On the End of "The Boondocks"

I discovered Aaron McGruder’s comic strip, The Boondocks, in 1999, about the time of Star Wars: The Phantom Menace. It was an amazingly funny comic strip about the lives of two young black boys–Huey and Riley–who moved from the projects to live in the ‘burbs with their grandfather, and their culture shock in dealing with American suburban culture.

Boondocks creator Aaron McGruder went on a sabbatical six months ago. The comic strip had spawned an animated series on the Cartoon Network, and McGruder wanted a six month break to recharge his energies. But the six months came due, and yesterday Universal Press Syndicate pulled the plug on The Boondocks according to an article in today’s Washington Post:

It’s over now for “The Boondocks” comic strip, at least for now. After six years–a remarkably short run for a strip that found its way into 300-plus newspapers, including the Washington Post–Universal Press Synidcate told subscribers yesterday they should start looking for someone to replace political/social satirist Aaron McGruder.

McGruder, a Columbia native who in his twenties became the Garry Trudeau of the hip-hop generation, took a sabbatical six months ago to recharge. The syndicate kept checking with him, reminding him that its newspaper clients needed several weeks in order to prepare for his return or his departure.

The article goes on to say later:

The heavies at Universal are clearly not happy with the way McGruder handled the situation, although they worded their press release carefully.

“Although Aaron McGruder has made no statement about retiring or resuming The Boondocks for print newspapers… newspapers should not count on it coming back in the foreseeable future,” Universal’s president, Lee Salem, said in the release. “Numerous attempts… to pin McGruder down on a date that the strip would be coming back were unsuccessful.”

According to industry sources, McGruder’s editor at Universal, Greg Melvin, flew to Los Angeles recently and spent a couple of days trying to get the cartoonist to abide by the terms of his agreement to return in six months.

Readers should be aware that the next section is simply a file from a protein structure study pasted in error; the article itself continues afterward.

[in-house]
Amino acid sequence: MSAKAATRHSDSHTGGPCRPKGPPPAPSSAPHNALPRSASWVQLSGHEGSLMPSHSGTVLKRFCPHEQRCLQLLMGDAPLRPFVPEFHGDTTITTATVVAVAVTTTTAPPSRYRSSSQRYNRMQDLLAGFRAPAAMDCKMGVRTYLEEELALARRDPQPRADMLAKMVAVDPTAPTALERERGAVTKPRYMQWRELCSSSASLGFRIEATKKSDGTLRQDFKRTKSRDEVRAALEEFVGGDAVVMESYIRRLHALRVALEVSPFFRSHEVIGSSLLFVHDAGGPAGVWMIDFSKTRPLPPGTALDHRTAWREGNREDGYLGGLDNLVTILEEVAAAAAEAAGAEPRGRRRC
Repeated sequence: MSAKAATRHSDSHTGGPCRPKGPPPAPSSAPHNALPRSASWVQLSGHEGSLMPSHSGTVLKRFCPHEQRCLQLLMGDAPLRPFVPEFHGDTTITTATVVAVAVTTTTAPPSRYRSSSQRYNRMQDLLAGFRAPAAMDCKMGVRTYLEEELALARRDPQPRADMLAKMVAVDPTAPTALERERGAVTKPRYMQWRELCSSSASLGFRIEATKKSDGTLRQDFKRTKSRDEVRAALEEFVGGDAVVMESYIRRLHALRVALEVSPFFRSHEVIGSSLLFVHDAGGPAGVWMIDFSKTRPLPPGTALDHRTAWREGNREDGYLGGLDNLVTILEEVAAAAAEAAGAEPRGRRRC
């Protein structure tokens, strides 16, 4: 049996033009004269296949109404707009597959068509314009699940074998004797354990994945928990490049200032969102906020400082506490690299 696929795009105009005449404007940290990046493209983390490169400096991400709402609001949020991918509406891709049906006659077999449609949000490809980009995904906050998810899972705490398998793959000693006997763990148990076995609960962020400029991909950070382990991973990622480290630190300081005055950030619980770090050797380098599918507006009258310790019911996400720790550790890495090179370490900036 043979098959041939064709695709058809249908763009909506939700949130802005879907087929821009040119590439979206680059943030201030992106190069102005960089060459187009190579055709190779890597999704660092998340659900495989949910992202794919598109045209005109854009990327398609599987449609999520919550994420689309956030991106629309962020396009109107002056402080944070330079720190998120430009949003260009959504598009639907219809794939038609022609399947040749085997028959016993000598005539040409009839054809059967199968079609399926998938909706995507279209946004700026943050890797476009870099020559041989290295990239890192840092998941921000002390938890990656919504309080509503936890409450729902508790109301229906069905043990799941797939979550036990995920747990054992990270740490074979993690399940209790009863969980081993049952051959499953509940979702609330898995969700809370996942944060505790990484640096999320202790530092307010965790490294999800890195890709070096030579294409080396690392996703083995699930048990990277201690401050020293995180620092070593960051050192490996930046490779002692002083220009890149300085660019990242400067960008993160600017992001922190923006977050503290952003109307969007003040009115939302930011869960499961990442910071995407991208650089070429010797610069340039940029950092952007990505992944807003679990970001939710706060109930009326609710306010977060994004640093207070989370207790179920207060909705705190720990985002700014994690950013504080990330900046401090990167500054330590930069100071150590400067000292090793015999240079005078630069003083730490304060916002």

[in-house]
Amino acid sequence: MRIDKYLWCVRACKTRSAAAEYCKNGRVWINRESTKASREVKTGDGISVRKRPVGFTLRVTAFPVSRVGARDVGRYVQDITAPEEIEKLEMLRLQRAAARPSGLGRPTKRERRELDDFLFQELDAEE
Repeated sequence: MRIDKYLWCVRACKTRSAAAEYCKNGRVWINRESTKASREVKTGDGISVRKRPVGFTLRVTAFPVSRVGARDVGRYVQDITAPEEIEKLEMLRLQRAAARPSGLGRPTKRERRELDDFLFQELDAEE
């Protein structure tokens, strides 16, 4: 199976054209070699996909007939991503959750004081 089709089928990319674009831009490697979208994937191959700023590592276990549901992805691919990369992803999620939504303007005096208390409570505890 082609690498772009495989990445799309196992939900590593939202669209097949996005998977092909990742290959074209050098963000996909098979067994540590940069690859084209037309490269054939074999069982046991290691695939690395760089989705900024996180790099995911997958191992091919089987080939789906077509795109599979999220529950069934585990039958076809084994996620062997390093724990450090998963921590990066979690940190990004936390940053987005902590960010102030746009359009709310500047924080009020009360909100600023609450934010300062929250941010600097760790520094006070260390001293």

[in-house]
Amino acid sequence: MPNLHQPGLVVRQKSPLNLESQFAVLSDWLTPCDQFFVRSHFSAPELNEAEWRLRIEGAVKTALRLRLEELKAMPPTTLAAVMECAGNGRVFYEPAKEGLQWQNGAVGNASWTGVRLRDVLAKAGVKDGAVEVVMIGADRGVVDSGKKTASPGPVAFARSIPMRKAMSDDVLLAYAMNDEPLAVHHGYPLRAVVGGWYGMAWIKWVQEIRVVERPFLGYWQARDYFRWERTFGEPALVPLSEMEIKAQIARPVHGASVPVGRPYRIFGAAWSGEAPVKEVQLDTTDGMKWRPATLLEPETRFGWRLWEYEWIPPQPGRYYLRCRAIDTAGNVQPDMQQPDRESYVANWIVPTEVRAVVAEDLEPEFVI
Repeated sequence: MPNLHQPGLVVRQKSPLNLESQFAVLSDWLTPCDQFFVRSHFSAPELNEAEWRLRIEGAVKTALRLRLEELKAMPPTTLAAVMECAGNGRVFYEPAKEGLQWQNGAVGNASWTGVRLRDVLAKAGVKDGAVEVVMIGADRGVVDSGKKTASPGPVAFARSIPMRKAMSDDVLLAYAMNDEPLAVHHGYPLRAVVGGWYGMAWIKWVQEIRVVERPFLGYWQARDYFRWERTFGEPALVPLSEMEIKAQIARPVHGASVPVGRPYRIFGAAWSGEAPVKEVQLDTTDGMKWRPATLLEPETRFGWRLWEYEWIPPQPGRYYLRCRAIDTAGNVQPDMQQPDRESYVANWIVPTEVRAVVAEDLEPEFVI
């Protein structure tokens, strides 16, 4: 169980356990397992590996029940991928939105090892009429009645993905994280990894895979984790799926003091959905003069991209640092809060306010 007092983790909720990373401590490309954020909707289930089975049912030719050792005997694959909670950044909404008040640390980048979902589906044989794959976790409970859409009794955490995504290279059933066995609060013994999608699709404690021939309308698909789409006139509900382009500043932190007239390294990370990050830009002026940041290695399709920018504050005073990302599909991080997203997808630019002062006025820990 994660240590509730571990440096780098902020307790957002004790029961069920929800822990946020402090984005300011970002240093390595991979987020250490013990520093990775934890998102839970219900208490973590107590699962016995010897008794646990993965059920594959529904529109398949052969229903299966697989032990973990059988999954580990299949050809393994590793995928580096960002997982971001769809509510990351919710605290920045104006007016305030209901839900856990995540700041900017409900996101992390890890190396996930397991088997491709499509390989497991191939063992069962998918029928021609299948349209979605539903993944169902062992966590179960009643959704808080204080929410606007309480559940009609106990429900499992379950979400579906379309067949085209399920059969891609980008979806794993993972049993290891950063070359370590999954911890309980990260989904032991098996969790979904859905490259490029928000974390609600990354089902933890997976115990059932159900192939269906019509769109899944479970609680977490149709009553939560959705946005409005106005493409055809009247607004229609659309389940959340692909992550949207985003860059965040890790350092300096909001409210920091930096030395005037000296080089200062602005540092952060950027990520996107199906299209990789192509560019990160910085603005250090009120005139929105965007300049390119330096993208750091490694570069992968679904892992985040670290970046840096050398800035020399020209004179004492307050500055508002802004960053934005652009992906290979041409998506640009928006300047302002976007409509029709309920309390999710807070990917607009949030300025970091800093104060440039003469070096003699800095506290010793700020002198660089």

“We were getting dozens of phone calls every day from newspapers asking when he was coming back,” Salem said in a phone interview. “It seemed unfair to keep them dangling.” He added that if McGruder decides to return, Universal would welcome him back.

According to a report in the Chicago Tribune Boondocks reprints, which have been published since March in newspapers carrying the strip, will cease to be distributed to newspapers in the Univeral Press Syndicate on November 25th.

The Boondocks prompted me to write two letters to the Raleigh News & Observer over the years, though neither were printed. The first, sadly, I no longer have a copy of, but it was to implore the newspaper to publish the storyline in which Huey and Riley tried to find Secretary of State Condi Rice “a man.”

The other letter, which also wasn’t published by the newspaper, was as follows:

4 August 2005

To the Editor:

Wednesday’s News & Observer published two letters concerning last Friday’s Boondocks comic strip. Bob Petrolino’s letter referred to the strip as “obscene garbage,” and Sharon Ferguson called Boondocks creator Aaron McGruder “a tasteless and heartless jerk.” Why did the strip deserve such condemnation? In that strip McGruder commented on the news coverage of the disappearance of Natalee Holloway by comparing the reporting on events in Aruba to reality television programming. McGruder’s strip was insensitive neither to Ms. Holloway’s disappearance nor her family’s suffering; rather, he made a point about the media’s coverage of her disappearance and the subsequent investigation which trivialized Ms. Holloway’s tragic disappearance to the level of reality television. The characters in Friday’s Boondocks note that the lines between television news and reality programming have blurred on occasion to the point where people cannot tell the difference between the two. Clearly McGruder’s point was too subtle to be recognized for its value as social commentary.

I’ll give the Boondocks some props. It never failed to amaze me and amuse me. 🙂

Perhaps McGruder will come back. Perhaps he won’t be like Dave Chappelle, as the Post article speculates. But there’s a risk in staying away, as the Post notes: “When you leave, Americans’ attention goes on to something else.” Let’s hope that never happens.

One thought on “On the End of "The Boondocks"

  1. Sounds like McGruder has gotten too big for himself.
    There’s some stuff that went down between him and Dwayne McDuffie over the cartoon, of a similar nature. If I could find the discussion ’bout it, I’d tell you more.

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